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His accounts of illiteracy are shocking and heartbreaking to read about, but without the solidity of facts and statistics, the reader has a great emotional response but does not know what to do about it.
One of the first things Kozol presents to us is something that we have all encountered before. The warning label on a seemingly innocuous can of Drano.
He wants the reader to think of not only the dangers to society due to the illiterate, which he illustrates a little later in his essay, but of the danger to themselves and their children.
They cannot read this label therefore they are putting themselves at risk of poisoning, skin damage and blindness.
This is only the first example of him using the tactic of Sorry, but full essay samples are available only for registered users Choose a Membership Plan provoking an emotional response rather than looking plainly at the facts.
A popular government without popular information or the means of acquiring it, is but a prologue to a farce or a tragedy, or perhaps both.
If even one third of all illiterates could vote, and read enough and do sufficient math to vote in their self-interest, Ronald Regan would not likely have been chosen president. The rest of the statement uses the broad assumption that if the illiterate of the country were able to truly vote their conscience that they would not have voted Ronald Regan into office.
The continuous listing of what illiterate people cannot do is astounding to say the least. The point that he is trying to make is that illiterates will never be able to function normally in society.
They are at the complete mercy of the people around them, the mercy of the people who read the letters and bills to them, or the mercy of their dining companions who end up having to order for them.
Throughout the essay Kozol relies on anonymous quotes to lead from one problem to the next. Quotes that are anonymous, however, do nothing but feed the fire of the emotional response to the essay rather than incontrovertibly prove his point of the dysfunction of illiterates in a literate society.
In another part of his essay, Kozol relates the tale of a few women he has known in Boston entering a hospital for a supposedly routine tubal ligation only to recover and emerge from the hospital with a complete hysterectomy.
Nowhere in the essay is there a call to action, a means to help the illiterate of society. These people are trapped in a world where nothing makes sense to them. So what do we, as literate persons, do to help them? Kozol never tries to answer any of the questions he puts forth in his essay further damaging the effectiveness of his writing because the readers are left with a feeling of emptiness and a feeling of helplessness.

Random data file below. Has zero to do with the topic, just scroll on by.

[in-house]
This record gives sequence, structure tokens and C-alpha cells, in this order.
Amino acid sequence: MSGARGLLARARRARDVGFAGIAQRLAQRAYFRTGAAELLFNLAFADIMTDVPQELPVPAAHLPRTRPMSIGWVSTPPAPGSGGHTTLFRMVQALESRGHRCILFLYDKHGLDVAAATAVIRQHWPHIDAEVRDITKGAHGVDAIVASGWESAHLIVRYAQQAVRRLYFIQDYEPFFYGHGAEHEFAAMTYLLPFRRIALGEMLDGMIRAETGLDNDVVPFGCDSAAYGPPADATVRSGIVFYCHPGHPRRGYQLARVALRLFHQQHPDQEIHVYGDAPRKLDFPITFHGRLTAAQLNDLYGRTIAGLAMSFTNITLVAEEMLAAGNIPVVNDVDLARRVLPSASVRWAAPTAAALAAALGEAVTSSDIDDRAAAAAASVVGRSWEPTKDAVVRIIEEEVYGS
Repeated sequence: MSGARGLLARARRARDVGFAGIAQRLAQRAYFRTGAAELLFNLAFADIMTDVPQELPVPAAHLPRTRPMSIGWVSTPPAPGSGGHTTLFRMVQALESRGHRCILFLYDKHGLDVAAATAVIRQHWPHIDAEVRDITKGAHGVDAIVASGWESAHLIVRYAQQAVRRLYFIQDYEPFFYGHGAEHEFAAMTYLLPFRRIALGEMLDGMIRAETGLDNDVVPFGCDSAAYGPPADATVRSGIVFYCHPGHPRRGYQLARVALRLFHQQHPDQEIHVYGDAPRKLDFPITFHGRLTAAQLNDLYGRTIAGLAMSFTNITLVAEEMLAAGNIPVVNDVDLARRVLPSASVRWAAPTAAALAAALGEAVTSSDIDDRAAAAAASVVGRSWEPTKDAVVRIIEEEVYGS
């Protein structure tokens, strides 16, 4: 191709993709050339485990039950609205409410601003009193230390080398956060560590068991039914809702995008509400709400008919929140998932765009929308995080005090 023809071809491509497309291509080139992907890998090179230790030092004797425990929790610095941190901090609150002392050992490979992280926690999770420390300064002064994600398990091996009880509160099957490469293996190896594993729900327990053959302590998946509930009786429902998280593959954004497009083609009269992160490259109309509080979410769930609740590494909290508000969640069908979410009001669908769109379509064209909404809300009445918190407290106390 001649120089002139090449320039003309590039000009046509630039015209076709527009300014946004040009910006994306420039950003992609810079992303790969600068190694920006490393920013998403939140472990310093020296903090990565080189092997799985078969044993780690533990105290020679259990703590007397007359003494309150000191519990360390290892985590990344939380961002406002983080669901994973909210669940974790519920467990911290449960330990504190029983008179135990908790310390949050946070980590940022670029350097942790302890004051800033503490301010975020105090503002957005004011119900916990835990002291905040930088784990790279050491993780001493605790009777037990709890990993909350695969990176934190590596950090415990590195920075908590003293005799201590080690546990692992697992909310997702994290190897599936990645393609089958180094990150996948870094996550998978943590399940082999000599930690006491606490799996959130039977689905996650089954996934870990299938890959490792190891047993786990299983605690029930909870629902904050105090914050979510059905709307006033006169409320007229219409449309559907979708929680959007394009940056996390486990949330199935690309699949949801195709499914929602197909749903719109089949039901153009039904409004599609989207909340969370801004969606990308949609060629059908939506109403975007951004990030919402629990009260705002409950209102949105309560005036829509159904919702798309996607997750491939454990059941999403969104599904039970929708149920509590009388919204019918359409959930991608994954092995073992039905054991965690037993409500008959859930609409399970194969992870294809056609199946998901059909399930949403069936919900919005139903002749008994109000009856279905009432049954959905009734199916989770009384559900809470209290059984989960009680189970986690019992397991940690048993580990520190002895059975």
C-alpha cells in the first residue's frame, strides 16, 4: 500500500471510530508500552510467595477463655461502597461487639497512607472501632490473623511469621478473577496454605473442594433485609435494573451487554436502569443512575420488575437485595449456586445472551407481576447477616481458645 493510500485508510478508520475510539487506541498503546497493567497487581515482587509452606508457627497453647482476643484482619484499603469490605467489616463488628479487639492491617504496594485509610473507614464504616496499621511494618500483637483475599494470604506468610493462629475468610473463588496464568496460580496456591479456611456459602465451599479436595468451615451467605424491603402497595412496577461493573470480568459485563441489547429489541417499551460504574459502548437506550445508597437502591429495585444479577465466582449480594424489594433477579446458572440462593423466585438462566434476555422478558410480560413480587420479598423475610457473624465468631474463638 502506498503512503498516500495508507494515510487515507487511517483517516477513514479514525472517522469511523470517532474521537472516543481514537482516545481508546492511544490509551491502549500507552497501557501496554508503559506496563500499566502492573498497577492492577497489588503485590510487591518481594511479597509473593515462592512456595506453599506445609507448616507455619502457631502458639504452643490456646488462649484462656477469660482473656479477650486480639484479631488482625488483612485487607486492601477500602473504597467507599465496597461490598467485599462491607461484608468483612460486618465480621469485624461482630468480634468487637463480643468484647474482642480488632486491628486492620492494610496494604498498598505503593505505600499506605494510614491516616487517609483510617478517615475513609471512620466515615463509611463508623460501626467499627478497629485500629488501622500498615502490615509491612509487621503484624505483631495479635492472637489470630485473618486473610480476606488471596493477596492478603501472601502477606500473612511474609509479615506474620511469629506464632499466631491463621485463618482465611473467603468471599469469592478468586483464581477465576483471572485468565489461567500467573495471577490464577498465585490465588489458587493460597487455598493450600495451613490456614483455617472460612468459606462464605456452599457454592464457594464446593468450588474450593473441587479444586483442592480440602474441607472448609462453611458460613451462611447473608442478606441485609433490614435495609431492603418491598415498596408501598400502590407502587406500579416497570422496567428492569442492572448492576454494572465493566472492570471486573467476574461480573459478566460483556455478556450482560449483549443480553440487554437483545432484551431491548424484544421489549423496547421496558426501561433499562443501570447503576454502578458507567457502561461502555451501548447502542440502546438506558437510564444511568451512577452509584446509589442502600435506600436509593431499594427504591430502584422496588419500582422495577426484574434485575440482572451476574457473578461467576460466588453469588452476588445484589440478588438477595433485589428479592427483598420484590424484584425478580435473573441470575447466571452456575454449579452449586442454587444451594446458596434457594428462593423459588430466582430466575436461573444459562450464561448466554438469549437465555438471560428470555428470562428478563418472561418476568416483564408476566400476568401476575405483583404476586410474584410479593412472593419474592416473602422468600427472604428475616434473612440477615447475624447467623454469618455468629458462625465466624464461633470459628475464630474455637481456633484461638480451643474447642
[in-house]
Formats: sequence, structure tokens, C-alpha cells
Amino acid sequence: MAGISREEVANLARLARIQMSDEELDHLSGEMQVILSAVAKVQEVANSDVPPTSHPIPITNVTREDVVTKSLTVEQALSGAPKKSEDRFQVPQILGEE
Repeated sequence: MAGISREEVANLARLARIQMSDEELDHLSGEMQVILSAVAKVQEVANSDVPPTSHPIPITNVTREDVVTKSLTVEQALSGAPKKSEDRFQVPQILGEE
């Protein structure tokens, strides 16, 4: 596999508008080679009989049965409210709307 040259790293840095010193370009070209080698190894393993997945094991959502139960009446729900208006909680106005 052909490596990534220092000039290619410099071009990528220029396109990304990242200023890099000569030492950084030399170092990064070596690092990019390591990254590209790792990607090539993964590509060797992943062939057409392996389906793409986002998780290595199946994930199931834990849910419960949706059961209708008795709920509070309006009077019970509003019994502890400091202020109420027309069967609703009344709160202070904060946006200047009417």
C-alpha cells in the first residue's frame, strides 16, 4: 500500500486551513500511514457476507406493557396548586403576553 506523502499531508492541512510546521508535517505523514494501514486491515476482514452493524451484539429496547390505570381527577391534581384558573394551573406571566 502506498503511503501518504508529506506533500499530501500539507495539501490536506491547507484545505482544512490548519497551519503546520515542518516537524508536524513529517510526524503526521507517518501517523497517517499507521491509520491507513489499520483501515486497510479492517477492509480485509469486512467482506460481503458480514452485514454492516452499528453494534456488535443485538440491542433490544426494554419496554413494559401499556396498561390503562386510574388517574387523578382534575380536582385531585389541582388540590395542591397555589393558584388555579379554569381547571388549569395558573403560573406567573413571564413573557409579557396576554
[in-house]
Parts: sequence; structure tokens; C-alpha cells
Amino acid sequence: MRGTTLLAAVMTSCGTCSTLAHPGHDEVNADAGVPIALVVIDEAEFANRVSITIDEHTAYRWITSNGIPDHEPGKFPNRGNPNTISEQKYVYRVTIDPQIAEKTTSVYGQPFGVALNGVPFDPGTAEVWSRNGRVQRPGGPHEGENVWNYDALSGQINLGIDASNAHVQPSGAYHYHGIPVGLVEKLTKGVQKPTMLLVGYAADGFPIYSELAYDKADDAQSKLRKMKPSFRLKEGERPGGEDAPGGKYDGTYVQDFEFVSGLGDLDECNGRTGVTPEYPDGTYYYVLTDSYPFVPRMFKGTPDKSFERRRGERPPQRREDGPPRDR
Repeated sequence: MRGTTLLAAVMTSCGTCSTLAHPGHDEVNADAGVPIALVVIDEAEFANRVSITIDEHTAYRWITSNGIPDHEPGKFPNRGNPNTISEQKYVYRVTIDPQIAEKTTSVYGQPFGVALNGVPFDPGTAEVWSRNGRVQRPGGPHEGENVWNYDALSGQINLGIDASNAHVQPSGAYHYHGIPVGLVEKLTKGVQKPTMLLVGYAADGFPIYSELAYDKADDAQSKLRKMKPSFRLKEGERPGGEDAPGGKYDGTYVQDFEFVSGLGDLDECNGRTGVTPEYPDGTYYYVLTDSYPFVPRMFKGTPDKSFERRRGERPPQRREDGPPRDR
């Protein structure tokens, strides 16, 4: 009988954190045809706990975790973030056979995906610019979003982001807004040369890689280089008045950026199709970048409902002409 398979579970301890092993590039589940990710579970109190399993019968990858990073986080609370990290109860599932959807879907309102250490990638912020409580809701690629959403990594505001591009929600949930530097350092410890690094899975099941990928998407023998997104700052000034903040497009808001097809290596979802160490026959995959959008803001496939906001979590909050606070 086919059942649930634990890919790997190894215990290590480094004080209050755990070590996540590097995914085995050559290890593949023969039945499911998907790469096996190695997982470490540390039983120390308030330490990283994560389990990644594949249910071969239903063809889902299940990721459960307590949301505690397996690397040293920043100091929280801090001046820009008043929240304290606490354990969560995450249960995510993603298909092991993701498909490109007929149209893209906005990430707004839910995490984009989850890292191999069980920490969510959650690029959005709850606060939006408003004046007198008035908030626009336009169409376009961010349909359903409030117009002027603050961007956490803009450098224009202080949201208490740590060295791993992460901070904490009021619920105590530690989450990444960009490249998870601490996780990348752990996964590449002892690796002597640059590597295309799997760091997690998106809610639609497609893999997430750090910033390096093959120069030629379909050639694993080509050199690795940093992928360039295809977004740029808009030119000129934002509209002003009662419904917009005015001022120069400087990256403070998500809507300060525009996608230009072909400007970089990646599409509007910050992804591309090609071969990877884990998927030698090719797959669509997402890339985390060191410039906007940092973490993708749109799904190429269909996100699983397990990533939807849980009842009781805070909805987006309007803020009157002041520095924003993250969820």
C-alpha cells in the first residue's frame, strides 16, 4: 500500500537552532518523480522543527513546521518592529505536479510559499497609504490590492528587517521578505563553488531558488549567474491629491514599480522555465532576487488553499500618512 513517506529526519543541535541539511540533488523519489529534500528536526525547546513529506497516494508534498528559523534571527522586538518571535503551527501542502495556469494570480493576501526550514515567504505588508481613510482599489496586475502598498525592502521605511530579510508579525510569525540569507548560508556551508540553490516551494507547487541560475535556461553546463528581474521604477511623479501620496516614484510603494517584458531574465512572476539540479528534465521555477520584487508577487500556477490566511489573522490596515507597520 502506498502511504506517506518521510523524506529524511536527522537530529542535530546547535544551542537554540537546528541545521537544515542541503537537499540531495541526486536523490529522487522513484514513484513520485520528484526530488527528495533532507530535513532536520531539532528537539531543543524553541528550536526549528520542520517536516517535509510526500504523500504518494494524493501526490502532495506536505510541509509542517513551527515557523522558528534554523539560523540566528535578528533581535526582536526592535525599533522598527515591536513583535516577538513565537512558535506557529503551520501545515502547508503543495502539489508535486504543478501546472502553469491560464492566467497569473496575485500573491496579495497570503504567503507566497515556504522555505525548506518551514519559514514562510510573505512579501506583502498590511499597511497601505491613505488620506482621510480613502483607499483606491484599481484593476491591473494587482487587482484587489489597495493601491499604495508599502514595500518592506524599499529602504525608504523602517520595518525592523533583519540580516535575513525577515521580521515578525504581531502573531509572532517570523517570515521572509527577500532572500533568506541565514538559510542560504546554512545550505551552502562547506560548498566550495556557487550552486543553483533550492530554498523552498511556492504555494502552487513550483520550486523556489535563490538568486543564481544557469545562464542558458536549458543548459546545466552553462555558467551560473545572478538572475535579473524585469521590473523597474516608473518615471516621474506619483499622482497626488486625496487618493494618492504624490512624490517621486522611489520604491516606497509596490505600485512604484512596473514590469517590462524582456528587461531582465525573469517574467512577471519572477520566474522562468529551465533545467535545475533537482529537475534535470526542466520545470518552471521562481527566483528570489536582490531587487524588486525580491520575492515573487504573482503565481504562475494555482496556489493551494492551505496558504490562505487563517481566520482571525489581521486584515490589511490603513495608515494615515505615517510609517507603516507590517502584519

Some people may argue that the essay is effective because it does achieve that emotional response. The essay makes readers feel sorry for these people and want to DO something to help correct the problem. But, the lack of statistical fact to back up his claims and not putting a face to the problem of illiteracy makes this essay much less effective than it could possibly be.
Contexts and Connections pgs.The Human Cost of an Illiterate Society by Jonathan Kozol points out the hardships that people go through on a daily basis because they are functionally illiterate.
Knowledge is an effective factor in which human society relies on - Jonathan Kozol The Human Cost Of An Illiterate Society Essay introduction.
Throughout history, those who were knowledgeable were well-respected, honored and revered.
Author Jonathan Kozol writes his essay, “The Human Cost of an Illiterate Society,” to project the importance . “The Human Cost of an Illiterate society”, written by Jonathan Kozol, is an interesting take on suffering of the illiterate society of America.
Kozol has explained, via a plethora of relevant examples, how an uneducated American suffers in his daily life. The Human Cost of an Illiterate Society Précis: In “The Human Cost of an Illiterate Society”, Jonathan Kozol, a Harvard graduate, argues that illiteracy cause the loss of .
Essay on Jonathan Kozol The Human Cost Of An Illiterate Society Words Nov 14th, 4 Pages Knowledge is an effective factor in which human society relies on. The Human Cost of an Illiterate Society Jonathan Kozol I agree slightly with Kozol, that widespread illiteracy may undermine democracy in the United States.